'The new wave is already happening': 2018 a pivotal year for tech in Edmonton, experts say
Last couple of years saw a significant growth in artificial intelligence, health innovation and tech entrepreneurship in Edmonton
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This year, Edmonton will establish its role in technology more firmly, where the economy is very strongly influenced by technological innovations.
Over the last couple of years, three aspects of technology had a breakout moment in Edmonton: artificial intelligence (AI), health innovation and tech entrepreneurship.
With Google DeepMind for AI setting up base here, the formation of Health City Initiative for health innovation and the accelerated speed with which startups started forming as well as coming to Edmonton, tech has become an important driver of the economy in the city, says Chris Lumb, CEO of TEC Edmonton.
“In tech circles we are now known for artificial intelligence, we are known for health innovation. People who know the natures of economy know that we have one of the highest rates of entrepreneurship participation and business ownership of any major country,” Lumb said.
Mike Flannigan is a professor in the department of renewable resources. He helped develop a program using AI to better predict conditions that led to rapid spreading of wildfires last year.
Flannigan agreed that AI is of significant importance to society as all new tech will be influenced by it. And Edmonton and the University of Alberta are at the centre of this new wave of technology.
“The new wave is already happening, it will be more self evident to the society at large at the end if this year,” he said.
Lumb said this year in Edmonton, there will be a lot more happening in tech that will cement the industry's role in Edmonton.
Brad Ferguson, CEO of the Edmonton Economic Development Corporation, agrees.
“I think we have done a great job on startups in the city,” he said. “I think you are going to see in 2018 a real focus on the scale of companies.”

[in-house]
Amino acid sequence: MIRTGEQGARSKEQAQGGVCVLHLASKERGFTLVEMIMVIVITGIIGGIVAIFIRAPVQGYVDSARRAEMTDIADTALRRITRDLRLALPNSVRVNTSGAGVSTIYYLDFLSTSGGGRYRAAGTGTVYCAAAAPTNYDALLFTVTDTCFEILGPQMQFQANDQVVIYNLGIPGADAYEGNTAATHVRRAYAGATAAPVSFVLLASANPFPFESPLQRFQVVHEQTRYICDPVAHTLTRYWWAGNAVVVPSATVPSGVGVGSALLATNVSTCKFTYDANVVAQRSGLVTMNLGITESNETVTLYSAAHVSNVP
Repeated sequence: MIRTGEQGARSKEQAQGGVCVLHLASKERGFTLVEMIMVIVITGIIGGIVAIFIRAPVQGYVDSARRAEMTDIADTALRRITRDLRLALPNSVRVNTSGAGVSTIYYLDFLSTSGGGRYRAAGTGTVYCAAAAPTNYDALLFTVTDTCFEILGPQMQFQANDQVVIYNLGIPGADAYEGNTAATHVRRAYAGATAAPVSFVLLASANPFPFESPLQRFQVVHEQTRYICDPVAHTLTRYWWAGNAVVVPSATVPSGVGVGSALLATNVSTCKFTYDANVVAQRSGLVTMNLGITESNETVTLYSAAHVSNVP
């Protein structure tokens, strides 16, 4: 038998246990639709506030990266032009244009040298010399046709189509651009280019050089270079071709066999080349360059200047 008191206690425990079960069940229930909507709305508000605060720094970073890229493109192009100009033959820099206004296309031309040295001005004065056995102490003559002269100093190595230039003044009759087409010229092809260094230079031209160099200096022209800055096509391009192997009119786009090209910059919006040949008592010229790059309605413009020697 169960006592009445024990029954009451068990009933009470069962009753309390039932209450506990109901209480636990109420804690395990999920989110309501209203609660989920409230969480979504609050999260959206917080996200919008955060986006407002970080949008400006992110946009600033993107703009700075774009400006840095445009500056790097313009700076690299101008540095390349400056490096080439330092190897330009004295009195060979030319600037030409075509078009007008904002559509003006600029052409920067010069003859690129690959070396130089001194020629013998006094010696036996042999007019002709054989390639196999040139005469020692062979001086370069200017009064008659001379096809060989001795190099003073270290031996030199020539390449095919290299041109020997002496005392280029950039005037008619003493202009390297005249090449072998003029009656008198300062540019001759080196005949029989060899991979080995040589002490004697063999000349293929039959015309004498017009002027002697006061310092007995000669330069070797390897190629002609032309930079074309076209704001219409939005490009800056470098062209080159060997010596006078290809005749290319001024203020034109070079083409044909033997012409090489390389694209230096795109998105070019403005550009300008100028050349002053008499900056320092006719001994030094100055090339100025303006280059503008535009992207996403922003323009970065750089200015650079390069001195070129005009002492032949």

Ferguson said this year will see the startups become more established and will see companies going from “20 to 200” people.
Mayor Don Iveson believes the reason the future of technology is “bright” in Edmonton is because of the “talented people with the skills to be globally relevant in technology”.
“We also have that entrepreneurial mindset, startup culture, relatively low cost compared to other large cities,” he said.
Iveson noted that a lot of established tech companies like BioWare have chosen Edmonton to set up base here. Furthermore, the city’s investment in Startup Edmonton “has started to produce some really exciting companies that have started to get noticed”.
According to Lumb, a lot of multinational companies that have invested in AI are increasing their investments. He also said they is also consideration of setting up an artificial intelligence accelerator workspace downtown.
In health innovation, he said a major pharmaceutical company, Merck and Co., has signed an agreement with TEC Edmonton to bring in a significant amount of investment for health innovation and young startups.
He confirmed they are also opening a new incubation space for health technology companies.
“There has been about six million dollars worth of financing for young health-tech companies in the last year and we’ll see that continue,” Lumb said.
He emphasized that for a stable economy, it was important to have both existing companies and new technology companies that support the former by providing the technology to help it grow.
“We are getting on the map significantly more than we were a year ago and I hope that a year from now people are going, ‘Wow! Look what’s going in Edmonton, that’s really cool,’” he said.